That book was a really really good read. I was sorry to finish it, even though it has to be done in time for me to write my blog post.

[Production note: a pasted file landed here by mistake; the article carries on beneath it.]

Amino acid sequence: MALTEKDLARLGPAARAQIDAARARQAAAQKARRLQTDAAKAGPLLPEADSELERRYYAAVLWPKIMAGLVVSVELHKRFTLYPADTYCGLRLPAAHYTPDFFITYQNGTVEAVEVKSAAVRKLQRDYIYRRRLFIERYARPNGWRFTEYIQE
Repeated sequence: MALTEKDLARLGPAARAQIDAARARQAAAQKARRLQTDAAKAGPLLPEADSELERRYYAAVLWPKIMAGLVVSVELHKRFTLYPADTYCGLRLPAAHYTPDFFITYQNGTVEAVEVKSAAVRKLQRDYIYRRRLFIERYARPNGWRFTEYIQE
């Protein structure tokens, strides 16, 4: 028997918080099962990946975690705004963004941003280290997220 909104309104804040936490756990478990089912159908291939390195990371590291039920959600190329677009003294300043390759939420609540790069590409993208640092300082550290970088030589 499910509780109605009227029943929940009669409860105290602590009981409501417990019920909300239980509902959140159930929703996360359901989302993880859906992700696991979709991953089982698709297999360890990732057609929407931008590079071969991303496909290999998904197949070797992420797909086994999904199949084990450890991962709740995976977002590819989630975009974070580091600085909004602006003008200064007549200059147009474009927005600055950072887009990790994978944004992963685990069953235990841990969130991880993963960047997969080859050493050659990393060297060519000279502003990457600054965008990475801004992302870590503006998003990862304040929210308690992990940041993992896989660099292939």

I haven’t totally digested what I’ve read, but I like what Fussell has to say about public perceptions of the war after it had ended. He talks about J. Glenn Gray’s idea that when the atom bomb was dropped the soldiers still stationed in Europe were somehow ashamed of that. I don’t think that idea makes any sense at all. Wouldn’t any of us be glad to avoid the hell of going back to war in yet another country? As Fussell points out, it is a really idealistic thing to judge the decision to drop the atom bomb by whether it was moral. For the soldiers there, it wasn’t a matter of right and wrong it was a matter of life and death- their own, not that of the enemy. I hadn’t thought a whole lot about that, even though over the years I’ve sat through numerous classroom debates about whether this was right or not. Seeing it through our author’s eyes, there’s no debate to be had. It’s kill or be killed, on a much larger scale.
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